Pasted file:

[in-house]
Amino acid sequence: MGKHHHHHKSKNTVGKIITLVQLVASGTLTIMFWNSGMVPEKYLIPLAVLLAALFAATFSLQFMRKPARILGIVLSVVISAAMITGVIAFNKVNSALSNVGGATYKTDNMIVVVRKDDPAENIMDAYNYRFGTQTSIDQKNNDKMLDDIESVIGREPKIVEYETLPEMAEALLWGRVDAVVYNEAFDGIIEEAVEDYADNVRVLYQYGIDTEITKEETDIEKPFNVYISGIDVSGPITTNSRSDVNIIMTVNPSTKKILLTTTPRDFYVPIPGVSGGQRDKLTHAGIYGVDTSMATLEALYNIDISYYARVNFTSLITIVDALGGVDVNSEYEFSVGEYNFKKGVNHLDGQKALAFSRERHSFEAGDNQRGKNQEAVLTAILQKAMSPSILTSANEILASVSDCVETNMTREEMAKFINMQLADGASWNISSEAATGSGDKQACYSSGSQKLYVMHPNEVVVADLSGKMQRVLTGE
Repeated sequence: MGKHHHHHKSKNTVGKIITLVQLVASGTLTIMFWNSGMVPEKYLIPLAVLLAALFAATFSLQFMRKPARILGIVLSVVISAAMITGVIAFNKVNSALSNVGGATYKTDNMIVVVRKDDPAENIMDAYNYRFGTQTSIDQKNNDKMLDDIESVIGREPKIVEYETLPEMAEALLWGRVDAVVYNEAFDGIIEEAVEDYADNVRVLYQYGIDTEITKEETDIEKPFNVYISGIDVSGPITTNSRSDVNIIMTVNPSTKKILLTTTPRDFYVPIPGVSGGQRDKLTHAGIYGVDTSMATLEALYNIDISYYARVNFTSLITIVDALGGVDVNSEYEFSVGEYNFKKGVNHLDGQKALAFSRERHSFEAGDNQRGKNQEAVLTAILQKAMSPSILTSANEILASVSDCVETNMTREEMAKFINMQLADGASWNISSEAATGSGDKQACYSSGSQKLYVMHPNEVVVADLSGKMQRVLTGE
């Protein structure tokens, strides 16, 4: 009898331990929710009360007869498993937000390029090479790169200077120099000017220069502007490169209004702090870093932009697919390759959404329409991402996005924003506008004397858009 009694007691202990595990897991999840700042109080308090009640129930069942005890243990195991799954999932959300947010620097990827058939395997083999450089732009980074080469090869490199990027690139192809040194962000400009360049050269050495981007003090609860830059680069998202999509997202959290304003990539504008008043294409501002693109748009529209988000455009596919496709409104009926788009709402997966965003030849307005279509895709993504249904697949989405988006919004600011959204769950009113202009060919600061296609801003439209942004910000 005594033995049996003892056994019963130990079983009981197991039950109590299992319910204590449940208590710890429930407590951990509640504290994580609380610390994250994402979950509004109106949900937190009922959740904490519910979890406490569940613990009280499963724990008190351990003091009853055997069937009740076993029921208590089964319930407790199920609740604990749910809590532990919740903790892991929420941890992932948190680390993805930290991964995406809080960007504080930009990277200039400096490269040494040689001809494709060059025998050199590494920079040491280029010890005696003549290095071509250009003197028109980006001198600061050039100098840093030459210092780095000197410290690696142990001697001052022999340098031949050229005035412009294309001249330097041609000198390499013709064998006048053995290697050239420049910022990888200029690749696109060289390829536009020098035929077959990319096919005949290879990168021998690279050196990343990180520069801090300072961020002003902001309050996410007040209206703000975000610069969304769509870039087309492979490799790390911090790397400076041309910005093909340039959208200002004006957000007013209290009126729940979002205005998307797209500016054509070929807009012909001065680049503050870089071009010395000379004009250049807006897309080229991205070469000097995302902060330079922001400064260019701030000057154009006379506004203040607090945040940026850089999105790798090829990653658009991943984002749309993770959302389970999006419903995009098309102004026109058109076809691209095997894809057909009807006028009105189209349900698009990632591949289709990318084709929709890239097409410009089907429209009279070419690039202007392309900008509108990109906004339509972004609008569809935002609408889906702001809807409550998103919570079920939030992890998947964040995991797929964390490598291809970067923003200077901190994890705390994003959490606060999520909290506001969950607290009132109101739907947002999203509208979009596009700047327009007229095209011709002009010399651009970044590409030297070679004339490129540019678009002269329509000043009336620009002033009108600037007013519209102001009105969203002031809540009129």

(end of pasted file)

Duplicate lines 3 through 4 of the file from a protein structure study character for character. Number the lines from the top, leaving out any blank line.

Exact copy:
Repeated sequence: MGKHHHHHKSKNTVGKIITLVQLVASGTLTIMFWNSGMVPEKYLIPLAVLLAALFAATFSLQFMRKPARILGIVLSVVISAAMITGVIAFNKVNSALSNVGGATYKTDNMIVVVRKDDPAENIMDAYNYRFGTQTSIDQKNNDKMLDDIESVIGREPKIVEYETLPEMAEALLWGRVDAVVYNEAFDGIIEEAVEDYADNVRVLYQYGIDTEITKEETDIEKPFNVYISGIDVSGPITTNSRSDVNIIMTVNPSTKKILLTTTPRDFYVPIPGVSGGQRDKLTHAGIYGVDTSMATLEALYNIDISYYARVNFTSLITIVDALGGVDVNSEYEFSVGEYNFKKGVNHLDGQKALAFSRERHSFEAGDNQRGKNQEAVLTAILQKAMSPSILTSANEILASVSDCVETNMTREEMAKFINMQLADGASWNISSEAATGSGDKQACYSSGSQKLYVMHPNEVVVADLSGKMQRVLTGE
């Protein structure tokens, strides 16, 4: 009898331990929710009360007869498993937000390029090479790169200077120099000017220069502007490169209004702090870093932009697919390759959404329409991402996005924003506008004397858009 009694007691202990595990897991999840700042109080308090009640129930069942005890243990195991799954999932959300947010620097990827058939395997083999450089732009980074080469090869490199990027690139192809040194962000400009360049050269050495981007003090609860830059680069998202999509997202959290304003990539504008008043294409501002693109748009529209988000455009596919496709409104009926788009709402997966965003030849307005279509895709993504249904697949989405988006919004600011959204769950009113202009060919600061296609801003439209942004910000 005594033995049996003892056994019963130990079983009981197991039950109590299992319910204590449940208590710890429930407590951990509640504290994580609380610390994250994402979950509004109106949900937190009922959740904490519910979890406490569940613990009280499963724990008190351990003091009853055997069937009740076993029921208590089964319930407790199920609740604990749910809590532990919740903790892991929420941890992932948190680390993805930290991964995406809080960007504080930009990277200039400096490269040494040689001809494709060059025998050199590494920079040491280029010890005696003549290095071509250009003197028109980006001198600061050039100098840093030459210092780095000197410290690696142990001697001052022999340098031949050229005035412009294309001249330097041609000198390499013709064998006048053995290697050239420049910022990888200029690749696109060289390829536009020098035929077959990319096919005949290879990168021998690279050196990343990180520069801090300072961020002003902001309050996410007040209206703000975000610069969304769509870039087309492979490799790390911090790397400076041309910005093909340039959208200002004006957000007013209290009126729940979002205005998307797209500016054509070929807009012909001065680049503050870089071009010395000379004009250049807006897309080229991205070469000097995302902060330079922001400064260019701030000057154009006379506004203040607090945040940026850089999105790798090829990653658009991943984002749309993770959302389970999006419903995009098309102004026109058109076809691209095997894809057909009807006028009105189209349900698009990632591949289709990318084709929709890239097409410009089907429209009279070419690039202007392309900008509108990109906004339509972004609008569809935002609408889906702001809807409550998103919570079920939030992890998947964040995991797929964390490598291809970067923003200077901190994890705390994003959490606060999520909290506001969950607290009132109101739907947002999203509208979009596009700047327009007229095209011709002009010399651009970044590409030297070679004339490129540019678009002269329509000043009336620009002033009108600037007013519209102001009105969203002031809540009129």